nobel sauvage (et al)
Nanotechnology just netted its first Nobel.
It all has to do with “molecular machines” — teeny devices made out of individual atoms — that mark the start of a wave of nano-innovation that could drastically change, well, a LOT. You want transparent solar panels? Tiny, super-efficient supercomputers? Cancer-killing robots that wander your bloodstream like assassin Ms. Frizzles? Nanotechnology could be the way.
The three winners — Jean-Pierre Sauvage, Sir James Frasier Stoddart, and Bernard L. Feringa — will split the $930,000 prize for their work, including building a “molecular motor,” a light-powered device powerful enough to rotate a glass tube 10,000 times its size.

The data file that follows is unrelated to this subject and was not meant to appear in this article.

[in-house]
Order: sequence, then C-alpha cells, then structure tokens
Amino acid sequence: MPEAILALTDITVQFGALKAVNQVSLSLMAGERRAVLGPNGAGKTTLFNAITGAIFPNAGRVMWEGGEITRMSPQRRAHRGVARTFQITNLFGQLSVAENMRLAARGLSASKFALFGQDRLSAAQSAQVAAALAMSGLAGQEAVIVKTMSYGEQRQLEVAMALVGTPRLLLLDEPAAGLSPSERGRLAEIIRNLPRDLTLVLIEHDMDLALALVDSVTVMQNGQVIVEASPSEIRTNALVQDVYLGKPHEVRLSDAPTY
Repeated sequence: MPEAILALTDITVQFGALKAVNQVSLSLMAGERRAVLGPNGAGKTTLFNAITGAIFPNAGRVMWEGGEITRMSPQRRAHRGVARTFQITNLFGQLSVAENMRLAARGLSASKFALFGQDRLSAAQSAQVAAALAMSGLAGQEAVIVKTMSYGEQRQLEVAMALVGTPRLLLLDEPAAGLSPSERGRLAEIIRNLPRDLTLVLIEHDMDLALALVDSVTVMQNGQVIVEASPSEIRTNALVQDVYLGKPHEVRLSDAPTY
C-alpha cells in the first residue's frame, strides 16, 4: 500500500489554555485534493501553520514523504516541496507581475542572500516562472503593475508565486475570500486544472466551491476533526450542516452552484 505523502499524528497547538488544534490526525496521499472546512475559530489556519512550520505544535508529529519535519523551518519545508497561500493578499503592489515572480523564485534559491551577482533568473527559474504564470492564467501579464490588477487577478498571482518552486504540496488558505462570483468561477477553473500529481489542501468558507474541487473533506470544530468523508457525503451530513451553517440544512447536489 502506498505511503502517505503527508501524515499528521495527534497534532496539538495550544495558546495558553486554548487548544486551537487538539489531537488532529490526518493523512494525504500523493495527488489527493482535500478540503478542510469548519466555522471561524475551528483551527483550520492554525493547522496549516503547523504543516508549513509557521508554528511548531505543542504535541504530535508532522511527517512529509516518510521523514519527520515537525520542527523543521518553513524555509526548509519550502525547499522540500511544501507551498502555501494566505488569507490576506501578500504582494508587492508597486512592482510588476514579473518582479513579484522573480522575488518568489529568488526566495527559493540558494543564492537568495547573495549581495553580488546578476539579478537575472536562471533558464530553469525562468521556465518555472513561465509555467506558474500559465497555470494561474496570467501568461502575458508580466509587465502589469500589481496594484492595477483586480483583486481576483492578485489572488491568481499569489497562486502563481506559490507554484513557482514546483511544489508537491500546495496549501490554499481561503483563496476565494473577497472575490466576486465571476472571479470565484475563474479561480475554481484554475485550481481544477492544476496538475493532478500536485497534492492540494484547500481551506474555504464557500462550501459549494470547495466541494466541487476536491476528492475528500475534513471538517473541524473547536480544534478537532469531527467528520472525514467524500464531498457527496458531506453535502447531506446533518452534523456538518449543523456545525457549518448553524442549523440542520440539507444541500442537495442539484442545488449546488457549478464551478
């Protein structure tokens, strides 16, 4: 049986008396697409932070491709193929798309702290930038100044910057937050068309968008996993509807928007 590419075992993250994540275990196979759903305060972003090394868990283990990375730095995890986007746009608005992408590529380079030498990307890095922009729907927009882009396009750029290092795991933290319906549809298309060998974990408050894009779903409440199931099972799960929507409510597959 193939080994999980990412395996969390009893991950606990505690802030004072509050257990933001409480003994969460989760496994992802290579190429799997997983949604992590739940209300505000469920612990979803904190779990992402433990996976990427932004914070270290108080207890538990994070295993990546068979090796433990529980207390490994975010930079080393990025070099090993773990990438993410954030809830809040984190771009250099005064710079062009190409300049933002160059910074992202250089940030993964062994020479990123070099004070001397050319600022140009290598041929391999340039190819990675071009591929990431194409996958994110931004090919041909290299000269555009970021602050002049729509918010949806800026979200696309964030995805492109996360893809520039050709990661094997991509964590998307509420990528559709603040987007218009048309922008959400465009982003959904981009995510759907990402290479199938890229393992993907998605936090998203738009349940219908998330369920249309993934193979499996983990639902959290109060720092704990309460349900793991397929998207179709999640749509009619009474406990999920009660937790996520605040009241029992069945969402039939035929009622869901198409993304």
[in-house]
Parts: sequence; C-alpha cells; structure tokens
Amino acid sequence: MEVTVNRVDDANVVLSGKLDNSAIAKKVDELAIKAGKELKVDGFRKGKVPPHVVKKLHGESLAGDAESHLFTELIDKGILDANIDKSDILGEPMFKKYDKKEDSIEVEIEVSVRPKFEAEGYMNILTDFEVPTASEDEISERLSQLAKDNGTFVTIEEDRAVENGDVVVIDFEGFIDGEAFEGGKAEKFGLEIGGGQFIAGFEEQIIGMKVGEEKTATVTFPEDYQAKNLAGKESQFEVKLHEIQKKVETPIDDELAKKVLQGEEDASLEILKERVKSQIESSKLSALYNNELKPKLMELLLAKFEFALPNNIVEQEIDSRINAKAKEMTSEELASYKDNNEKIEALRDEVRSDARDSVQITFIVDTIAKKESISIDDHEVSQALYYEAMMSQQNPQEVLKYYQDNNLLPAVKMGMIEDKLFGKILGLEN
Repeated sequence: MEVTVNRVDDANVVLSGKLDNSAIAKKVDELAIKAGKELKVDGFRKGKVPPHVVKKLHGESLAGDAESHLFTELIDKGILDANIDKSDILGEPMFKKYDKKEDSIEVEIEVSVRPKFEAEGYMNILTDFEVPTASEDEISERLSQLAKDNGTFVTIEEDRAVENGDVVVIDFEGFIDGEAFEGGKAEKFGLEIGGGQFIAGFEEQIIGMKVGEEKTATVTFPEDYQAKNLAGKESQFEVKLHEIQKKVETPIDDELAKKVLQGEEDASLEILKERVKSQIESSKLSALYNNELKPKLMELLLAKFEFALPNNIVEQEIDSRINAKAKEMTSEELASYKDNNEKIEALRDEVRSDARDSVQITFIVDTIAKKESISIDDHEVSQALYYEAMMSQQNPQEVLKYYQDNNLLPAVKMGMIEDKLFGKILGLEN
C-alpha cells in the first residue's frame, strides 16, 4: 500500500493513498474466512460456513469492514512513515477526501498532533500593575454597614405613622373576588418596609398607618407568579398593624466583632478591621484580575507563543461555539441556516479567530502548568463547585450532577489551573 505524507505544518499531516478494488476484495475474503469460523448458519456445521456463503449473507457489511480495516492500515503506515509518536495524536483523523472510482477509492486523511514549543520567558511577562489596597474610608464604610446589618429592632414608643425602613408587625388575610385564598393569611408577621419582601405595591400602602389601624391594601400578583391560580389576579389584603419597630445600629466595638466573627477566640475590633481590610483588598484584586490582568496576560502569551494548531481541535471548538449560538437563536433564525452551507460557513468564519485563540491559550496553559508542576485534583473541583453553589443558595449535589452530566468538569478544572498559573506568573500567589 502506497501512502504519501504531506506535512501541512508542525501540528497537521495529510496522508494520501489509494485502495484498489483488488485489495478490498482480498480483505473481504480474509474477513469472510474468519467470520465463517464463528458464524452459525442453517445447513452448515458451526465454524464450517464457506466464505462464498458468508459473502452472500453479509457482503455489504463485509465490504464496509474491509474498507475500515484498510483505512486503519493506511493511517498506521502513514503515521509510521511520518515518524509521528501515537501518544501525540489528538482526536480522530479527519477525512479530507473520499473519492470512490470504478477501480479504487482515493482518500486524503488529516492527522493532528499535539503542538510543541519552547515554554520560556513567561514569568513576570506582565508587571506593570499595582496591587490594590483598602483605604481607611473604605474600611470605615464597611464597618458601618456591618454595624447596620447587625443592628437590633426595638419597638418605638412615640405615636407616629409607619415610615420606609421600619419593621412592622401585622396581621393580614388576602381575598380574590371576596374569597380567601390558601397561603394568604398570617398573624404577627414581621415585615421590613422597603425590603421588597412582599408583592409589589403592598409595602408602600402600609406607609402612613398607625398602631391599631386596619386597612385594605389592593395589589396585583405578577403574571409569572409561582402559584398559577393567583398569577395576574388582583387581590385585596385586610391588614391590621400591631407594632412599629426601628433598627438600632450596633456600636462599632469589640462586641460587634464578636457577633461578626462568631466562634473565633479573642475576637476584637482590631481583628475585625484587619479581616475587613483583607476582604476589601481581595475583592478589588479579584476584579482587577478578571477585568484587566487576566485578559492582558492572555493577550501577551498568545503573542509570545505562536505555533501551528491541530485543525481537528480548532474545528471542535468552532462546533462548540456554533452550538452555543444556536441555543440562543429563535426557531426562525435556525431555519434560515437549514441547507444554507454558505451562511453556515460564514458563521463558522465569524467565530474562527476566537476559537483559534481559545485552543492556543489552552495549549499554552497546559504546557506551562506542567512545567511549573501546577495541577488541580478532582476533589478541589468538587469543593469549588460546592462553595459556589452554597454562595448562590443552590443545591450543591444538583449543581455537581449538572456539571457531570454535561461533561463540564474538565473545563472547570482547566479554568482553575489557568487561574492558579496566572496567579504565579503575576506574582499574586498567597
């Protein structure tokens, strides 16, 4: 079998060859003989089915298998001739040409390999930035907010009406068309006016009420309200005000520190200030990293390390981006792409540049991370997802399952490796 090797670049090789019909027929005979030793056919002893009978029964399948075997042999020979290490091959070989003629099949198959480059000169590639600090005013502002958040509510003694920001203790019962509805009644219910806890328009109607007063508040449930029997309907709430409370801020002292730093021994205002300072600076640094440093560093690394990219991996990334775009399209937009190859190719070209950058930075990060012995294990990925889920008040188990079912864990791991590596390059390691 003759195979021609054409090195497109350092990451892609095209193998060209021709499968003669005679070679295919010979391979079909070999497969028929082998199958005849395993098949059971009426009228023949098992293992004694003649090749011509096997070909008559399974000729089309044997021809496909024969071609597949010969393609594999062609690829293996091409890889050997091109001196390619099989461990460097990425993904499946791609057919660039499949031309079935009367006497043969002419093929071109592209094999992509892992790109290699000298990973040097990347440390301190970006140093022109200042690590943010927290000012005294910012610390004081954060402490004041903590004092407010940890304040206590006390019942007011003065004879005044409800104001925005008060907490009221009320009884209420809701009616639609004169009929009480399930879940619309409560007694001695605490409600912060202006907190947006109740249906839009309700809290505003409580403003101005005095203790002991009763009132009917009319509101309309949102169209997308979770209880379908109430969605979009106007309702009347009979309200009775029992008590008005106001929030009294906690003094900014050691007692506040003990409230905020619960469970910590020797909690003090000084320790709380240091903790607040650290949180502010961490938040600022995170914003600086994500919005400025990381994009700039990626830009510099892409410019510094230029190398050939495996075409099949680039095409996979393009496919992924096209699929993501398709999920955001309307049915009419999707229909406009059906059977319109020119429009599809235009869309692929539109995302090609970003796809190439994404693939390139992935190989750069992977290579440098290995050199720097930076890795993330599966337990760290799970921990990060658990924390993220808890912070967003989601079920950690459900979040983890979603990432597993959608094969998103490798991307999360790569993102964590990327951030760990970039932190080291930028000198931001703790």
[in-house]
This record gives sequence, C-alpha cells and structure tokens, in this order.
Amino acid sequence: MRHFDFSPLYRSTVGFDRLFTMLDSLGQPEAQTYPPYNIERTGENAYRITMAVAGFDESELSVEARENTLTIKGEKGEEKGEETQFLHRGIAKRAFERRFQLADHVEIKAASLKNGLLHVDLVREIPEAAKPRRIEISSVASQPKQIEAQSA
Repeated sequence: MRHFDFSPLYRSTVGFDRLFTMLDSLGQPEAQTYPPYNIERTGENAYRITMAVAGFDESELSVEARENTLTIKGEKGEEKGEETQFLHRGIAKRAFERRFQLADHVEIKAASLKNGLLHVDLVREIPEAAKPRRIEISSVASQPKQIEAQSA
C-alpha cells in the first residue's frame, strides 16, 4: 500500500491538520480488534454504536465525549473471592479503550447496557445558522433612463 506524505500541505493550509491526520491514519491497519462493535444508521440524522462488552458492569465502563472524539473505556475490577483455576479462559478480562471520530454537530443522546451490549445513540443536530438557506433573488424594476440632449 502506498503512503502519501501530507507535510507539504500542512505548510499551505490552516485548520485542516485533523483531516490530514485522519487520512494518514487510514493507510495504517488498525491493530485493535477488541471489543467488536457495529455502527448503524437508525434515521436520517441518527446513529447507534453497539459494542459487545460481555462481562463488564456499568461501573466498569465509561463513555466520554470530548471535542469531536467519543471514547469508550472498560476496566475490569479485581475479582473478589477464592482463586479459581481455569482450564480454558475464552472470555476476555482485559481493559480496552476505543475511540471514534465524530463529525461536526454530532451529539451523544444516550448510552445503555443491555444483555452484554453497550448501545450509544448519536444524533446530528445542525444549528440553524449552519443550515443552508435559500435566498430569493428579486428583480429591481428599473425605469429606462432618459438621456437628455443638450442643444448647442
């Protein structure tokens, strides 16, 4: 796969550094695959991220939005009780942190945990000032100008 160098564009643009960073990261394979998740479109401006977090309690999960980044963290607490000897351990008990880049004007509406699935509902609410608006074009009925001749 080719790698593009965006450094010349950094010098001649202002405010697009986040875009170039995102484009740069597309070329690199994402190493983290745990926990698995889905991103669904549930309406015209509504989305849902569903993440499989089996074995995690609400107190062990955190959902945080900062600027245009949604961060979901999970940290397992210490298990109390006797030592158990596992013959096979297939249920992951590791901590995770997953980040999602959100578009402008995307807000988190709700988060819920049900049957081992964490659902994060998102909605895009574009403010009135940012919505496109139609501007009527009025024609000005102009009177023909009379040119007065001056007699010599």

“The molecular motor is at the same stage as the electric motor was in the 1830s, when scientists displayed various spinning cranks and wheels, unaware that they would lead to electric trains, washing machines, fans, and food processors,” the Nobel committee said in the press release announcing the prize.
Of course, nanomaterials come with some troubling potential side effects, from extra-sharp nanotubes that could act like asbestos in the lungs to teeny tiny pesticide nanodroplets that might never go away. But the Nobel committee, for one, is betting that these technologies, deployed correctly, have a whole lot of good to offer us.